Friday, April 17, 2020

The Frayed Atlantic Edge - David Gange

I bought this book more or less the instant it came out last July and have been circling round it ever since. It was always going to be the next book I read, or the book that I dipped into for quick previews, but as sometimes happens with hotly anticipated titles I was reluctant to actually sit down and read it. In this case if I'm honest, because I knew I'd have to really think about what I was reading, and I've been more interested in escapist reading which would stop me thinking.

Last week it finally seemed like the right time to start it, and it did make me think (there are more, and more, scribbled notes in the margins as the book goes on), and has left me with a whole lot of questions which are perhaps easy enough to answer to my own satisfaction, but would be better for debating with someone who has a different set of prejudices and views. Happily there is a blog that accompanies the book - The Frayed Atlantic Edge - that includes an extensive bibliography, a lot more photographs, and the promise that there's a more formal project in the works which sounds like it will expand on a lot of the areas I have those questions about.

'The Frayed Atlantic edge' is more or less exactly as the subtitle describes it - a historian's journey from Shetland to the Channel, an historian's travel journal is what you get. The journey itself takes in Shetland and Orkney, the west coast of Scotland with a little bit of the highlands as well as the inner and outer Hebrides, Northern Ireland, Eire, Wales, and a chunk of Cornwall all tackled by kayak over the course of a year.

The common thread is the Atlantic facing west coast which is significant to all the communities along this coastline, but doesn't necessarily tie them together. Shetland and Orkney have a distinctly different history, culture, and language (they are not part of the Gaelic or Celtic world) and look East as much as West. North Sea oil has given them a degree of prosperity since the 1970's that's only started to noticeably diminish (I'm thinking specifically of Shetland here, which I know best) in the last few years, leaving the community decades behind in facing some stark choices about sustainability.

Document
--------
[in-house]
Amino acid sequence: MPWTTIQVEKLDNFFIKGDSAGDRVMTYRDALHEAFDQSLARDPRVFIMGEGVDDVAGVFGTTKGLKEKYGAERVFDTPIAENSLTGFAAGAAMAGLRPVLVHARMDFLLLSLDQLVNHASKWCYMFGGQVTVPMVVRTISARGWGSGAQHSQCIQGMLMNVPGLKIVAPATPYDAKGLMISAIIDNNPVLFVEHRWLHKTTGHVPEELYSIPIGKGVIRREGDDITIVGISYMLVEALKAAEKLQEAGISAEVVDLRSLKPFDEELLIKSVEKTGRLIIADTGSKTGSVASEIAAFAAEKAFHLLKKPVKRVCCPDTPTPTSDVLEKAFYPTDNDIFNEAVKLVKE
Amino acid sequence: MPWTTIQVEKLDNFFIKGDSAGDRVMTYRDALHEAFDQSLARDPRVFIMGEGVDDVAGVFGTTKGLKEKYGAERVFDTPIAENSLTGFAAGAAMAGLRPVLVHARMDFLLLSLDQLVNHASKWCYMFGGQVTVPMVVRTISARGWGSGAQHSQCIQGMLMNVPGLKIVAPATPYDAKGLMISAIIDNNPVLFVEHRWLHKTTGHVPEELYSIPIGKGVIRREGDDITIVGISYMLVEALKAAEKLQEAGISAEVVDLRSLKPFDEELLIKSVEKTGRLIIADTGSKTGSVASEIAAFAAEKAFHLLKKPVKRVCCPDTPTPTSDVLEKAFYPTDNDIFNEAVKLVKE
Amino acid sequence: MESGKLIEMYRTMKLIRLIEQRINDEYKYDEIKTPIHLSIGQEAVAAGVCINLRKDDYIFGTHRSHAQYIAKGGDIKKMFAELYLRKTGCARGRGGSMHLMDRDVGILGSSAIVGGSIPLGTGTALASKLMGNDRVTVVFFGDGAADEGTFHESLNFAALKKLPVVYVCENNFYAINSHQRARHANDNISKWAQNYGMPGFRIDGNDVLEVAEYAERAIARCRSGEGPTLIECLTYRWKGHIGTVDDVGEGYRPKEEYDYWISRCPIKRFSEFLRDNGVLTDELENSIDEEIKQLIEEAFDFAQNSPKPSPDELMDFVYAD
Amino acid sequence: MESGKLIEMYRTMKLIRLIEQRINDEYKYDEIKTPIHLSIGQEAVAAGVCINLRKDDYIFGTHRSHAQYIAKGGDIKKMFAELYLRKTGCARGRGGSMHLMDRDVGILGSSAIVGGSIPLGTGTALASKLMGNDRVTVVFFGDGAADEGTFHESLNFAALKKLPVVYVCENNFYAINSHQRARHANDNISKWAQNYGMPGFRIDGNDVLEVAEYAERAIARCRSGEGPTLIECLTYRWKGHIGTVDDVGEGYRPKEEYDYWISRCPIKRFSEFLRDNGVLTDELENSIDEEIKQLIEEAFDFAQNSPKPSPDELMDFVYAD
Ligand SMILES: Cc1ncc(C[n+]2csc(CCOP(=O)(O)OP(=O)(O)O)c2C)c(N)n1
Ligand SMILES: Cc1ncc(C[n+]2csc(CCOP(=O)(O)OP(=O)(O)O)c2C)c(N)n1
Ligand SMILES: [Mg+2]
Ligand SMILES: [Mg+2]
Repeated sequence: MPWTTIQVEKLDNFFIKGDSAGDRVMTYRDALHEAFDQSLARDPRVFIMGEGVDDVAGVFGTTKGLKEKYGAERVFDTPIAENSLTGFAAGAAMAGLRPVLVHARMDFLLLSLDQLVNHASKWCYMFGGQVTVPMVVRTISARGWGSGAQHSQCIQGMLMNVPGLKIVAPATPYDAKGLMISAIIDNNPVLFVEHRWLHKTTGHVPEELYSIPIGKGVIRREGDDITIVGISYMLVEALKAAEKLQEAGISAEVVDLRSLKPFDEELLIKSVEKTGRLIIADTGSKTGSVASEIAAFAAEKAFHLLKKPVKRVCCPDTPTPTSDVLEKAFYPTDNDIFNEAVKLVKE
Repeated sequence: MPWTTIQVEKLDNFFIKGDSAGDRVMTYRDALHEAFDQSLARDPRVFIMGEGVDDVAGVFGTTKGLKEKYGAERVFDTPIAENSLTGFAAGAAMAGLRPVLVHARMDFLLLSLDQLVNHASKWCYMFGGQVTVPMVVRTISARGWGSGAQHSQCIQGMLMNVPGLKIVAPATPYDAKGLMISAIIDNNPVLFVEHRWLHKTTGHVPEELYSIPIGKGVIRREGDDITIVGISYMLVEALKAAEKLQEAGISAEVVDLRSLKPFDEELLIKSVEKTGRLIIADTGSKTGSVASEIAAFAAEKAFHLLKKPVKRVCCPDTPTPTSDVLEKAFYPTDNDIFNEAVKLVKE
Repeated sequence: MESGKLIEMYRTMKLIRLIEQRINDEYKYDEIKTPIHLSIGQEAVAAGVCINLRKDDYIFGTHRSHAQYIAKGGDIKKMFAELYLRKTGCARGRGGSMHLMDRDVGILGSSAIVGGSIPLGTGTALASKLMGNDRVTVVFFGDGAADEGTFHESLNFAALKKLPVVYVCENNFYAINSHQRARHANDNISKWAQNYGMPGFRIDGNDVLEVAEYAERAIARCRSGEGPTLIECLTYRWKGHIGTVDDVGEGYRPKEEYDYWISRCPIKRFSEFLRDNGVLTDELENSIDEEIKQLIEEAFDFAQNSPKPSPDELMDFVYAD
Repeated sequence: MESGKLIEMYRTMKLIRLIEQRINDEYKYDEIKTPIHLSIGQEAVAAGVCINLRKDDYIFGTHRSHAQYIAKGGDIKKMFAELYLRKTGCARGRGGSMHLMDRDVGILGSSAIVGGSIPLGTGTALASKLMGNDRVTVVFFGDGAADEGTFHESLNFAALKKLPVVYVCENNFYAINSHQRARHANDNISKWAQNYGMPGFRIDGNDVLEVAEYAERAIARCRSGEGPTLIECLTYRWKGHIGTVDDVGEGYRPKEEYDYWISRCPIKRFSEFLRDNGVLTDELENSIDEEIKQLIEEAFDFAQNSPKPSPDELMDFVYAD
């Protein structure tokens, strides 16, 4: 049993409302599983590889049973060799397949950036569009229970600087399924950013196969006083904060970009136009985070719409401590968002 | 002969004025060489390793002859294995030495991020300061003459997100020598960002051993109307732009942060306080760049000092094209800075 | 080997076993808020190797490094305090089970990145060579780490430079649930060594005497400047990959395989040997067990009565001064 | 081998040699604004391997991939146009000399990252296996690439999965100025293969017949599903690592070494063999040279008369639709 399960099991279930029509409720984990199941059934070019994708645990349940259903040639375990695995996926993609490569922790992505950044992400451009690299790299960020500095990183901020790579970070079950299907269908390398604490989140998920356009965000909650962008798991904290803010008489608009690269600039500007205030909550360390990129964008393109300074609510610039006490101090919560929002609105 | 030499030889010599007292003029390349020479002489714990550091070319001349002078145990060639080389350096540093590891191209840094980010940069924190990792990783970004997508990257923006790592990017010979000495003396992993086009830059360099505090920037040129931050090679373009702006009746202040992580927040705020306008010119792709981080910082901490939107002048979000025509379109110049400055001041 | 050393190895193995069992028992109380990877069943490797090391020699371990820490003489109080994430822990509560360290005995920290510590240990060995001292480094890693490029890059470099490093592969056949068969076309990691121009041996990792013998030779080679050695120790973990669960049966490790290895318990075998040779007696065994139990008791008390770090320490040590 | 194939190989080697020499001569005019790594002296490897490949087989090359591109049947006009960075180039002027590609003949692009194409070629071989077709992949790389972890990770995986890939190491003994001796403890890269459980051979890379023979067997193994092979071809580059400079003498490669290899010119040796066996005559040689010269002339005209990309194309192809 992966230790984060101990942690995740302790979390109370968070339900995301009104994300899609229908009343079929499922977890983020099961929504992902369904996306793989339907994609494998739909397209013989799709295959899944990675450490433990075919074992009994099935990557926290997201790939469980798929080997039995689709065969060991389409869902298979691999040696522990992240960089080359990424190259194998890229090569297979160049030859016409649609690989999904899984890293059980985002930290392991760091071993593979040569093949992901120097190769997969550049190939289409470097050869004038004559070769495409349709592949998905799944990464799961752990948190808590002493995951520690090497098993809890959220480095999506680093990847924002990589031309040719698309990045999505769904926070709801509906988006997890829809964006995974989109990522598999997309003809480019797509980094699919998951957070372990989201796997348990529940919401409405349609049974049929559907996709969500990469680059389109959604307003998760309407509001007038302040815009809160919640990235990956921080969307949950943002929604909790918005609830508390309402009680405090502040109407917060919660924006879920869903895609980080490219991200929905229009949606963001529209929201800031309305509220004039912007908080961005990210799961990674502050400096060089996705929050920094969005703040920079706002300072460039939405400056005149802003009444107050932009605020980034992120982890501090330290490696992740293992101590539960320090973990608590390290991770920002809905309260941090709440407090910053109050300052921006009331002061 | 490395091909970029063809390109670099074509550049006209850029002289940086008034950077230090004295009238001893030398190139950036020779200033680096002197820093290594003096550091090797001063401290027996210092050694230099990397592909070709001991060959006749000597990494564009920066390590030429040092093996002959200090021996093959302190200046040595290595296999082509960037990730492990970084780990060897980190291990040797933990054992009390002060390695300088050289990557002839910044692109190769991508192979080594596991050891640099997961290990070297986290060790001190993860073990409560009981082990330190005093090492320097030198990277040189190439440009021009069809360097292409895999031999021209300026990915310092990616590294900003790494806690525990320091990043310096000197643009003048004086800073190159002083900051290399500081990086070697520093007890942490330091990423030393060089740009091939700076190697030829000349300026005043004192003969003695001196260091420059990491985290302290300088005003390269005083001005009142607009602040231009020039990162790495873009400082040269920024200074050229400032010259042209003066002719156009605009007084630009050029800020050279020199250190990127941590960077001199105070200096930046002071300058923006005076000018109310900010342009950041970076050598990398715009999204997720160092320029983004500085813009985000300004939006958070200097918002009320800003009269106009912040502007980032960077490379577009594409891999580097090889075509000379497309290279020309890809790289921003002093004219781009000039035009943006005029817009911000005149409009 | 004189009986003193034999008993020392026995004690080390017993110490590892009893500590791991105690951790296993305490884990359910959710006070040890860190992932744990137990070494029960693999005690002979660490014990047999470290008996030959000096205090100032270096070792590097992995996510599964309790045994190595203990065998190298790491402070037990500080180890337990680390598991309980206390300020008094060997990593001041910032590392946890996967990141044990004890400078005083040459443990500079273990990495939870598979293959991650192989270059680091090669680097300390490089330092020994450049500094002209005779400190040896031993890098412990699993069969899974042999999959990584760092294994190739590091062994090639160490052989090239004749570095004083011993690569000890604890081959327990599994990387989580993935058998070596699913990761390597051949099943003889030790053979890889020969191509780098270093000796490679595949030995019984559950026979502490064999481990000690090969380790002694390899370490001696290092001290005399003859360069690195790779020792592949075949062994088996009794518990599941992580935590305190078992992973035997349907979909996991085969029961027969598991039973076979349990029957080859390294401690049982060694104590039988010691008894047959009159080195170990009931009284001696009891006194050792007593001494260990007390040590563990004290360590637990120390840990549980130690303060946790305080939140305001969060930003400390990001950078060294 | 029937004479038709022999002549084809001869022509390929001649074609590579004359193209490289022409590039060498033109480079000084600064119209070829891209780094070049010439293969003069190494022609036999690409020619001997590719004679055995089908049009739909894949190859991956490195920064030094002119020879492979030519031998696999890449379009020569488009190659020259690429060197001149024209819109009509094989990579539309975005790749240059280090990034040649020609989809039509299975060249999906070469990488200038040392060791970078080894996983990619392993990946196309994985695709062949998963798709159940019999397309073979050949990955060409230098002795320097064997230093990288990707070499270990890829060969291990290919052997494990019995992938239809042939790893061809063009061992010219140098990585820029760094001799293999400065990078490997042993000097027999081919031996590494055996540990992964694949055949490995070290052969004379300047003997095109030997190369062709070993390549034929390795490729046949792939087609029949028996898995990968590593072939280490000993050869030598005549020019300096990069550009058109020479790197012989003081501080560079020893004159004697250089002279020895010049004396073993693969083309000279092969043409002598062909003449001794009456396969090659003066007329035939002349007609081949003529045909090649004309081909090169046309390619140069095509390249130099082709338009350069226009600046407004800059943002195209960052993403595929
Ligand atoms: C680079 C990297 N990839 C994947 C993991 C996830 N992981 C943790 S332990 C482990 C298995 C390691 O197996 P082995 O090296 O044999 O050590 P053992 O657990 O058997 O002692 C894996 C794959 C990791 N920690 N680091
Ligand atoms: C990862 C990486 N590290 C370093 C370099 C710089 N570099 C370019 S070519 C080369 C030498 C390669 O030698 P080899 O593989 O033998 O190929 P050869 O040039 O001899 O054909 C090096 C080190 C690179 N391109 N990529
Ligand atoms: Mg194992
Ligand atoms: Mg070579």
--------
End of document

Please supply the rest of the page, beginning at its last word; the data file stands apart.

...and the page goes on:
Skye has it's own set of issues around tourism and trying to balance the needs of the local community with the influx of visitors who provide so much income - it's the cause of a tension that grows with each summer season. What tourism and second homes have done to Cornwall could well serve as a warning for places like Skye, but the problems facing less accessible bits of coastline are different. The way this is handled shows both the strength of a kayak level view of the coastline, and its limitations.

I've had mixed experiences of Orkney, but it's chapter is my favourite in the book for the way it really captures something of the allure of a place where the past constantly keeps you on your toes (in terms of archology Orkney really is spectacular) in a way that I think does suggest possibilities for future ways of living.

The chapters which cover Gaelic speaking Scotland and Ireland are the ones that raise the most questions. I may be wrong but I feel like Gange instinctively supports the idea of re-culturing the highlands and islands, but I lean more towards re-wilding. This seems set to be a particularly contentious issue in Scotland in the next few years, complicated because it's tied to the thorny issue of who owns the land (a very few people own a lot of it) and the still raw wounds caused by clearances and famine.

It's here that it starts to becomes clear how much the landscape changes over time. Sea levels rise and fall, land use changes, coastlines erode and are reshaped, different industries leave their mark, populations and cultures change too, nothing stays still or certain for long. The more I think about this the less I see abandoned communities as a tragedy. However deep the romantic attachment to a place is, these aren't always easy places to live. They're difficult elements to reconcile, and the forced removal of so many people only intensifies that.*

Gange also touches on deep mapping through some of the Irish chapters, which was a new concept to me, and another one which underlines how much things change, and also how much we centre our thinking about the natural world on our ability to name and describe it, and in the process try and domesticate it. Nineteenth century mapping projects anglicised place names across Ireland and Scotland, obscuring their history and purpose in the process, but for all the negative connotations around this (and they are legion) the realisation that it's part of a millennia's old process has shifted my perspective somewhat.

I could go on (and on) with all the questions 'The Frayed Atlantic Edge' has raised for me, it's a mark of how much I enjoyed the book. The central idea of changing the perspective that we look at our history and culture from (when you stop seeing the sea as a barrier a lot of ideas change) is something that I've been actively thinking and reading about for a few years now. This book has opened up a virtual library of things to explore as well as being a thoroughly engaging collection of travel notes, history, and observations to spend a difficult week with.  

*Malachy Tallack in both 60 Degrees North, and The Valley at the Centre of the World is really good on both the push and pull effect that Shetland has had on him.

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